I am writing everyday. In fact, I’m writing longhand on my upcoming honeymoon. Mainly because my new bride will strangle me if I whip out the Surface and start typing. Plus, she wrote two novels, number 2 written mostly in longhand and still unfinished. But writing is only part of the equation. I have to revise. And every novel or novella is different.
For instance, Storming Amargosa was written as a screenplay, and the conversion process is revealing shortcomings to that method. I’m estimating a final first prose draft of 55,000 words.
Second Wave is about 80K, which is also the length of No Marigolds in the Promised Land in its finished form. Wait a minute? That’s not very long! Or epic!
Normally, you have to be a taker outer in revisions. A common (but by no means hard and fast) rule is rough draft – 10%. But I generally do three drafts: The first with the door closed, the second one to go to beta readers, and a third to an editor or out to KDP and Createspace. Storming will be different. It will have to be added to. As I mentioned yesterday, much of this is a function of screenplays being mostly dialog. This is one talky manuscript so far, and I’m going to have to embellish, especially those annoying scenes called “montages.” This is where show-don’t-tell becomes important. My usual objection to that advice is that some who slavishly adhere to it wind up spending extra paragraphs trying to show something that should really be told in one sentence since it’s not even the focus of the scene. Like those tired old nuggets about passive voice (sometimes active sounds really stupid) and “Write what you know” (Who even does this? It’s called RESEARCH!!!), hammering on this needs to be tempered. What do you show instead of tell? If you said everything, go back and rewrite. You’re probably wasting the readers’ time showing them minor details when it’s enough to say, “She had a headache.” We don’t need to hear her thoughts or a ten-minute screed on whether its a migraine or a tension headache or she’s just not in the mood when the point is that his grandma just died.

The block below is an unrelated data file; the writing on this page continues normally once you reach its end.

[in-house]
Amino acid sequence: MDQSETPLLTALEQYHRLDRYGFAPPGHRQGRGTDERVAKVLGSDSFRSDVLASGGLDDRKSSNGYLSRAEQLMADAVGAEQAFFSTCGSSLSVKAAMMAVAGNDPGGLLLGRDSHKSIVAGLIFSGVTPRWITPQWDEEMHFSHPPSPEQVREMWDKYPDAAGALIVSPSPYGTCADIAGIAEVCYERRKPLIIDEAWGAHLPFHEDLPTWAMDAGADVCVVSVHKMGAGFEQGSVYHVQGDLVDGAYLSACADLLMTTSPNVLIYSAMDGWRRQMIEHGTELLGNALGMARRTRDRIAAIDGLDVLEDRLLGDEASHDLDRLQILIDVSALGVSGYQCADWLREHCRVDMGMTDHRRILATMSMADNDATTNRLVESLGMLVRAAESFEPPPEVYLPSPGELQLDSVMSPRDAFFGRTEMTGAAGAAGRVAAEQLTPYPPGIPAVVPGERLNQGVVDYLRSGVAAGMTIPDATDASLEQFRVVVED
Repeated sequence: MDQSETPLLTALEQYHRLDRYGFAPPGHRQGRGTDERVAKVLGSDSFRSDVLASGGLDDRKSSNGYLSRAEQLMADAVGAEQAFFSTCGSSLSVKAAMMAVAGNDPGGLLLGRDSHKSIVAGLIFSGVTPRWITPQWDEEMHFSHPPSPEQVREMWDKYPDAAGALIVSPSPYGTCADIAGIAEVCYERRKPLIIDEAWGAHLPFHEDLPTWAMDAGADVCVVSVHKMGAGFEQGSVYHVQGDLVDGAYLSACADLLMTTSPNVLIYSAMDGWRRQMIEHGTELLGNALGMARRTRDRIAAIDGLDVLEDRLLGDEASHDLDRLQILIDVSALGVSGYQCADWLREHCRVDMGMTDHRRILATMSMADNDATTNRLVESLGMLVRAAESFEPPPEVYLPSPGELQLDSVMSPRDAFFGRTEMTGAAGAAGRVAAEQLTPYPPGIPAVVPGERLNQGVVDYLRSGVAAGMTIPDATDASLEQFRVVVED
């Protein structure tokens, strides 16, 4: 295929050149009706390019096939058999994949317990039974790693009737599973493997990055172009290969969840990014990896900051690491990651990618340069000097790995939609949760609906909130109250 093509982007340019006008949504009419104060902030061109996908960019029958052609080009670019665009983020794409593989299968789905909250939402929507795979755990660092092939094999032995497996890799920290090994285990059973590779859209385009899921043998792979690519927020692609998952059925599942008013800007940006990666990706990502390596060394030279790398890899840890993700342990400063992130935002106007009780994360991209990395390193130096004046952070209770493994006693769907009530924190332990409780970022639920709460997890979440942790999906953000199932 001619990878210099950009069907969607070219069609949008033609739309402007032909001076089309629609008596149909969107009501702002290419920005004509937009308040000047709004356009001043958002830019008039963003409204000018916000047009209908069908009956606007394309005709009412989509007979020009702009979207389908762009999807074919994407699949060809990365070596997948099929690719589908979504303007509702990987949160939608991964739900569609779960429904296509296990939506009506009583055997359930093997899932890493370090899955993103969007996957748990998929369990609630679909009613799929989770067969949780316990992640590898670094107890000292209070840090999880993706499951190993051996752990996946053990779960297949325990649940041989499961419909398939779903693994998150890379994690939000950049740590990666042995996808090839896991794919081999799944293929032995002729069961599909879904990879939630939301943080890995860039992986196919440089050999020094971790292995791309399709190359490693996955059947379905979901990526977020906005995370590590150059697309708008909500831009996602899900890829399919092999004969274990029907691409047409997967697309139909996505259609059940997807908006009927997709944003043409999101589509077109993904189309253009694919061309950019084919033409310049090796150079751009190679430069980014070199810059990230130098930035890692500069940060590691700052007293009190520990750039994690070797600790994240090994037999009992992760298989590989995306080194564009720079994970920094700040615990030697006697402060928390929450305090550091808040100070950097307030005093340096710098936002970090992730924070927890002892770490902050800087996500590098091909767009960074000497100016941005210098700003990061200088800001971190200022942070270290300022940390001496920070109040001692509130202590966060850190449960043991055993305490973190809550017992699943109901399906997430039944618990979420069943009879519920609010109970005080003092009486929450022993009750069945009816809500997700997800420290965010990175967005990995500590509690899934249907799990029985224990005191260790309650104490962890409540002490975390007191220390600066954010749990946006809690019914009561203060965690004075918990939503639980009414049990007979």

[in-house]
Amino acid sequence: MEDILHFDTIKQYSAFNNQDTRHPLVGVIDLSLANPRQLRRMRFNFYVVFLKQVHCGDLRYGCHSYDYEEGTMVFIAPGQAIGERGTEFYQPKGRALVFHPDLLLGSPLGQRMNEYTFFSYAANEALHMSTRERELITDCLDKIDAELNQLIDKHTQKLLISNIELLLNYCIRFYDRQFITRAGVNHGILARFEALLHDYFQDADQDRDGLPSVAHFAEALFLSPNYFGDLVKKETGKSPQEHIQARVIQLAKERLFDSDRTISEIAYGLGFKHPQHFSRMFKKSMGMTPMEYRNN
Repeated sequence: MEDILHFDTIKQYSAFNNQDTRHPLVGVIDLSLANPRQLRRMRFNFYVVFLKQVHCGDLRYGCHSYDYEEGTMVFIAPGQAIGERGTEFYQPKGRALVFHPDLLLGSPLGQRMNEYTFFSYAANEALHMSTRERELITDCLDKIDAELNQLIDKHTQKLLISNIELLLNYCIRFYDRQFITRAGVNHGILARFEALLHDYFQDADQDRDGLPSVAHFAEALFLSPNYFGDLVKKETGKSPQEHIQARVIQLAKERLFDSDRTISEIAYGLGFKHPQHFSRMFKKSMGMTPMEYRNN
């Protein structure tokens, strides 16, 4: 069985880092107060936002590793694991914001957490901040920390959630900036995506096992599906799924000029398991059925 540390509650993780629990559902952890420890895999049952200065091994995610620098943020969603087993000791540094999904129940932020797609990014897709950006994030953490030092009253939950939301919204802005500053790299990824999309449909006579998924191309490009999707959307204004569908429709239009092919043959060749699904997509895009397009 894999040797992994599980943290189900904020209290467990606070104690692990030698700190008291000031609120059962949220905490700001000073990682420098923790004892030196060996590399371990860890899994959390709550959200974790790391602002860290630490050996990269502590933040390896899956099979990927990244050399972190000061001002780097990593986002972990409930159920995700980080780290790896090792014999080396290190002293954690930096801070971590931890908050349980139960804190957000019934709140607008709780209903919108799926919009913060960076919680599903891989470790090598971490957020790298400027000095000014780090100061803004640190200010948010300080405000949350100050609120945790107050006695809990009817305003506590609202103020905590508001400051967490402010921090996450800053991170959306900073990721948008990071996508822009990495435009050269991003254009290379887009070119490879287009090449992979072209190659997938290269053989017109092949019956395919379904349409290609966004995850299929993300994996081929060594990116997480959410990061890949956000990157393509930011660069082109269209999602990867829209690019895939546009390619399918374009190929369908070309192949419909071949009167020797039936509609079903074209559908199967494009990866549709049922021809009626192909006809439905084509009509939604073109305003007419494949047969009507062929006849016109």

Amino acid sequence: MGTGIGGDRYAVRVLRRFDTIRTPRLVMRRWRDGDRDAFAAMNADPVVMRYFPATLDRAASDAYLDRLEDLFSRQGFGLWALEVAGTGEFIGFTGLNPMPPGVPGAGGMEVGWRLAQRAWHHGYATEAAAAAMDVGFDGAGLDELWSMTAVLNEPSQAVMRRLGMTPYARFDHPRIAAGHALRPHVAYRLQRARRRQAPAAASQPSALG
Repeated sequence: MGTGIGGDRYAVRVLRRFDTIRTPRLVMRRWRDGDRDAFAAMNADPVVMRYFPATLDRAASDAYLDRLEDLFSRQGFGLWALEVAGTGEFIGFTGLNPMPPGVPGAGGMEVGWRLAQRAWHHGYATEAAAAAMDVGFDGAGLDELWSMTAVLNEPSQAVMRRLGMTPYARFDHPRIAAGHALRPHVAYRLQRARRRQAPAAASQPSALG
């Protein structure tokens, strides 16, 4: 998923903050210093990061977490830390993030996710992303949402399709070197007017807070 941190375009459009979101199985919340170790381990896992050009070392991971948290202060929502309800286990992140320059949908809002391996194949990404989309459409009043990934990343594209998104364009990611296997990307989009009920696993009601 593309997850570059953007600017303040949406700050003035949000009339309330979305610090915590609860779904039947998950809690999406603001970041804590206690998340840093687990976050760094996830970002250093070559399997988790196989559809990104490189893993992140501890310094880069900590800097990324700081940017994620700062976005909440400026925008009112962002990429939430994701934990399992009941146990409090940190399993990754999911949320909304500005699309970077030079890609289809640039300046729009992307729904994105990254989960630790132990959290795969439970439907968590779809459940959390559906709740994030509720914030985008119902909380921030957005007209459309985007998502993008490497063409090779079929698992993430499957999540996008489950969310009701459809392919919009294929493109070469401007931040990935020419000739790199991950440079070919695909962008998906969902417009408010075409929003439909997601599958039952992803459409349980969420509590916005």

But Storming will need a lot more showing, especially in those montage scenes where the POV is most definitely dramatic and somewhat detached. This is good. Amargosa is a shit show, and we need to see how bad a shit show, not just hear Davra and Yuwono complain about it.
But Marigolds is different. Formatting issues, dates getting out of sync, one character changing the spelling of his name several times. Oh, and references to Barsoom in the other books? Hey, nice homage. Reference to it as the setting of Marigolds? Um… John Carter was a Disney movie, so let’s assume the Mouse still has long arms 500 years in the future. That will require more mechanical revisions.
What about the next novella, The Amortals?
I’m not as concerned about that one because it won’t be out until January. And it’s largely a rewrite of an earlier novella that’s already been beta read. That one likely will take me a week.
So when do I do this? Usually on my lunch hour. That option may change soon (for some very good, non-writing related reasons), but for now, that’s when I do it. I’ll have two betas reread it, and possibly the bride, who already loves my crime work. For some books, it’s a couple of weeks and some judicious editing. For those coming out of the beta process, it’s a bit more work, which is what I used to pay an editor for. (And that editor gets a copy of everything I write.) Storming will occupy weeks as it’s going to be due by January so Clayborn Press can edit it for an April release.
And still I write.